Employees who are unable to be vaccinated due to medical contraindication or medical necessity delaying vaccination (i.e., attempting to become pregnant), or who have a sincerely held religious objection to the vaccine, must be offered the opportunity to seek accommodation from their employers. Where appropriate, the interactive process should be utilized, and agreed-upon accommodation should be documented.
Multi-state employers should check to see if states in which they do business have their own “mini-OSHA” laws (Ohio does not). If so, there may be additional considerations to heed.
The OSHA ETS does not apply to federal contractors and subcontractors (who are subject to a separate vaccine mandate). It also does not apply to health care providers subject to the health care-specific ETS previously issued by OSHA, as most of those healthcare providers are subject to the CMS rule.
The CMS rule
The CMS rule applies to Medicare- and Medicaid-certified providers and suppliers. Facilities covered by the CMS rule have until December 5, 2021, to implement policies and procedures necessary for compliance with the rule and to ensure that all covered staff have received either the first dose of a multi-dose COVID-19 vaccine or a single-dose vaccine. By January 4, 2022, covered staff must have received all required doses of a multi-dose vaccine or a single-dose vaccine.
Exemptions from these vaccine requirements (or, in limited situations, delays) are permissible for medical or religious reasons consistent with applicable federal laws governing such exemptions. Covered facilities must track and securely document the vaccination status of each staff member. Vaccine exemption requests and outcomes must also be documented.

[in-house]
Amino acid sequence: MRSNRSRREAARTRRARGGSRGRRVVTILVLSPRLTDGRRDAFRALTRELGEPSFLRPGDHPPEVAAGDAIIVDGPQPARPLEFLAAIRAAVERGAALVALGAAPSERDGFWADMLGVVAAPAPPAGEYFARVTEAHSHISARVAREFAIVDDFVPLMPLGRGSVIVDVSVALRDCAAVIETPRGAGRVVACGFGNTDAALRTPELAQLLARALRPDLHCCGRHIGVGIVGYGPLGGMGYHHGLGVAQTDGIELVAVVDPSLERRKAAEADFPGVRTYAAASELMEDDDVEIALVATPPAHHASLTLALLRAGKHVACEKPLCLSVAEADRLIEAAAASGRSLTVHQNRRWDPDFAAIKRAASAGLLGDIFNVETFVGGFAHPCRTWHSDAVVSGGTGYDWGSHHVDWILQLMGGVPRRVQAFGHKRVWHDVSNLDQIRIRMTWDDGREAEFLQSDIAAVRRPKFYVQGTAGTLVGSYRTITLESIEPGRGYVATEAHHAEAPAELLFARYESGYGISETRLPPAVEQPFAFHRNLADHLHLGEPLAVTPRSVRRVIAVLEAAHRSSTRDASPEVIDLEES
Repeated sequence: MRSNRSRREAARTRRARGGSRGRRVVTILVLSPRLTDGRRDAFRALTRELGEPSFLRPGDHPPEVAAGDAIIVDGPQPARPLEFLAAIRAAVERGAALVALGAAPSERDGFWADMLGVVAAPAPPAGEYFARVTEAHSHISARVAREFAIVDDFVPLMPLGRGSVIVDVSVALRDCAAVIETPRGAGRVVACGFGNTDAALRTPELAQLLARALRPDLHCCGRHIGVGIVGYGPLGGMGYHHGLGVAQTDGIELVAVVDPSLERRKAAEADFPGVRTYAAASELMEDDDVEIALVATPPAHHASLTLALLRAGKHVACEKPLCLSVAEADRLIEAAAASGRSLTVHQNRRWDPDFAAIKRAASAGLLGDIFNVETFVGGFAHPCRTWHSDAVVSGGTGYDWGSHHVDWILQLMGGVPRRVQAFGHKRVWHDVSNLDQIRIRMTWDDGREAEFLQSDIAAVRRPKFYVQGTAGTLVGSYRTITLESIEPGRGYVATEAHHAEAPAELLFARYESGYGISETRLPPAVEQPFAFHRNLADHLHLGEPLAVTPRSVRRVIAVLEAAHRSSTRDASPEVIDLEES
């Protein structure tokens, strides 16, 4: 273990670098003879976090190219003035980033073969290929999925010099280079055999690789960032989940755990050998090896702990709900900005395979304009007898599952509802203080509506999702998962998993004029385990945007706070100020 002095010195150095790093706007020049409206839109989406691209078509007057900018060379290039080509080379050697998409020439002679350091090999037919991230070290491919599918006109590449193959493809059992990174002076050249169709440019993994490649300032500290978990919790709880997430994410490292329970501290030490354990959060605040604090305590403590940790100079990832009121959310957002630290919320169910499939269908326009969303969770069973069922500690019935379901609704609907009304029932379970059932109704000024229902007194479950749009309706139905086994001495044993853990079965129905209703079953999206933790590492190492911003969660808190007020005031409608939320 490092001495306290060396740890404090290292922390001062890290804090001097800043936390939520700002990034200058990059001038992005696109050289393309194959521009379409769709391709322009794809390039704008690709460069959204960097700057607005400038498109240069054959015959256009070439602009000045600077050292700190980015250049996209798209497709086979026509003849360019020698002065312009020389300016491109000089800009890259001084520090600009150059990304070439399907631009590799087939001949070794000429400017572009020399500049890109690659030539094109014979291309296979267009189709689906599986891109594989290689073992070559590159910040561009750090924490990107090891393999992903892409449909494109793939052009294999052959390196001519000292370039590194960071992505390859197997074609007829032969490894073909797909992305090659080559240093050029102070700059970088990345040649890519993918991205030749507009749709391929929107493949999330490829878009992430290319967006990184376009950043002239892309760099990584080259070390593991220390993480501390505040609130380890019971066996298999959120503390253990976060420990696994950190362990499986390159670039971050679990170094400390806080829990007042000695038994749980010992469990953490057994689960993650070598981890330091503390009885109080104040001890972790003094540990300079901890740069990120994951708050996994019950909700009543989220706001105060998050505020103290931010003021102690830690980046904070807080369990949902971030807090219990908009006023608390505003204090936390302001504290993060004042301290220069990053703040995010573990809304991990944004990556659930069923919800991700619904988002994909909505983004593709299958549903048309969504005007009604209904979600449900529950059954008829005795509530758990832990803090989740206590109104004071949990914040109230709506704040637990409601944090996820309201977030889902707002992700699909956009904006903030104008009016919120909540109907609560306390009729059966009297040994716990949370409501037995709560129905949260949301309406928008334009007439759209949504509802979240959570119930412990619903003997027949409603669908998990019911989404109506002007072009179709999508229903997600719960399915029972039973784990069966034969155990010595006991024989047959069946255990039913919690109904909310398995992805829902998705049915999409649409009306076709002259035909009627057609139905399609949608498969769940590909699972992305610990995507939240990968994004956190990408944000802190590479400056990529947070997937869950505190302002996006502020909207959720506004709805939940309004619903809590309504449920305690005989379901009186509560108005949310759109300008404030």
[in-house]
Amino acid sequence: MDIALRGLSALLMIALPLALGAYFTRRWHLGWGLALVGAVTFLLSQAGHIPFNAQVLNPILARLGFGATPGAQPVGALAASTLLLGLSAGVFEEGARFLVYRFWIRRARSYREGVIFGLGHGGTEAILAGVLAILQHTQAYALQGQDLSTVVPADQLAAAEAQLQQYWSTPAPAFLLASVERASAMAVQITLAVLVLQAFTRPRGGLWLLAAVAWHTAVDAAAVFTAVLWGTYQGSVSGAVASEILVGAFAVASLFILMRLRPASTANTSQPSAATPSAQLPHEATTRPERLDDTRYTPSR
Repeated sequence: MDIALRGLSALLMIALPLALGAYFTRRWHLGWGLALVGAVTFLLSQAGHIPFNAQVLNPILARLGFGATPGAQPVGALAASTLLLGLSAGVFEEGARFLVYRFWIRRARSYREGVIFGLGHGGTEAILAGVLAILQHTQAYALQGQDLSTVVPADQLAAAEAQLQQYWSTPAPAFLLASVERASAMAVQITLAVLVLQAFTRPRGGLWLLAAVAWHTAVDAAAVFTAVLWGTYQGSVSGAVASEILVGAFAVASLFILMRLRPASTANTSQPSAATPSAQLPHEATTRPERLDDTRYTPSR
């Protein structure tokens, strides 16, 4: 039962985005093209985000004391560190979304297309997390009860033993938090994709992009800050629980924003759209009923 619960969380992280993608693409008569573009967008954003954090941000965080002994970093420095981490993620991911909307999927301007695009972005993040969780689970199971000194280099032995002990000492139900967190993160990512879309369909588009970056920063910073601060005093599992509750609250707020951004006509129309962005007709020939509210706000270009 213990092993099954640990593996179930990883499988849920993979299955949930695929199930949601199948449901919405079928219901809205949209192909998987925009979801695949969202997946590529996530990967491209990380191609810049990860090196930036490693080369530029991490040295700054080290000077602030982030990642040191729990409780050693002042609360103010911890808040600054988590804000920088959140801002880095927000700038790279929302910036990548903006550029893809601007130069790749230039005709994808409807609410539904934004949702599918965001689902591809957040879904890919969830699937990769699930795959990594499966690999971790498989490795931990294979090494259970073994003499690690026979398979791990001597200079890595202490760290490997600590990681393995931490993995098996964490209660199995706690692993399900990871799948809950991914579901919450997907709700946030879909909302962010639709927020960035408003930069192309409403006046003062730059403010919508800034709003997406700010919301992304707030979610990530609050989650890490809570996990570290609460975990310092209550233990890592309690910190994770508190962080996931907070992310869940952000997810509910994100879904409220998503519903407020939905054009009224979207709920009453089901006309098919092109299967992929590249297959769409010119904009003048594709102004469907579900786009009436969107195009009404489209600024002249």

The rule applies to all staff, regardless of clinical responsibility or frequency of patient contact, including all employees, licensed practitioners, students, trainees, volunteers and contractors. However, the rule does not apply to individuals who provide services 100 percent remotely.
Both the OSHA ETS and the CMS rule preempt any state or local laws that are inconsistent with these rules. OSHA has prepared a 34-minute YouTube webinar, available here.
1 All deadlines noted in this article assume that the OSHA ETS and CMS rule will be published in the Federal Register on Nov. 5, 2021.
2 Facilities that lease personnel from staffing agencies need not include that temporary labor, as the staffing agency will include them in its headcount. On multi-employer construction sites, each company need only count its own payroll employees and must include all personnel, regardless of where they report to work. All remote-working employees are included in the headcount. Independent contractors do not count toward a company’s total.
3 If an employee has been diagnosed with COVID-19, testing must be 90 days following a positive test.
4 An employee is considered fully vaccinated two weeks following the single-dose Johnson & Johnson dose or the second dose of vaccines such as Pfizer BioNTech or Moderna. Employees who are partially vaccinated should be tested until considered fully vaccinated. While the U.S. Food and Drug Administration has given Pfizer full approval, Johnson & Johnson and Moderna have emergency use authorization (EUA) while awaiting full approval. The World Health Organization (WHO) has also granted emergency use listing (EUL) to Astra-Zeneca, Serum Institute of India, Sinopharm produced by Beijing Bio-Institute of Biological Products Co Ltd. and Sinovac COVID-19 vaccines.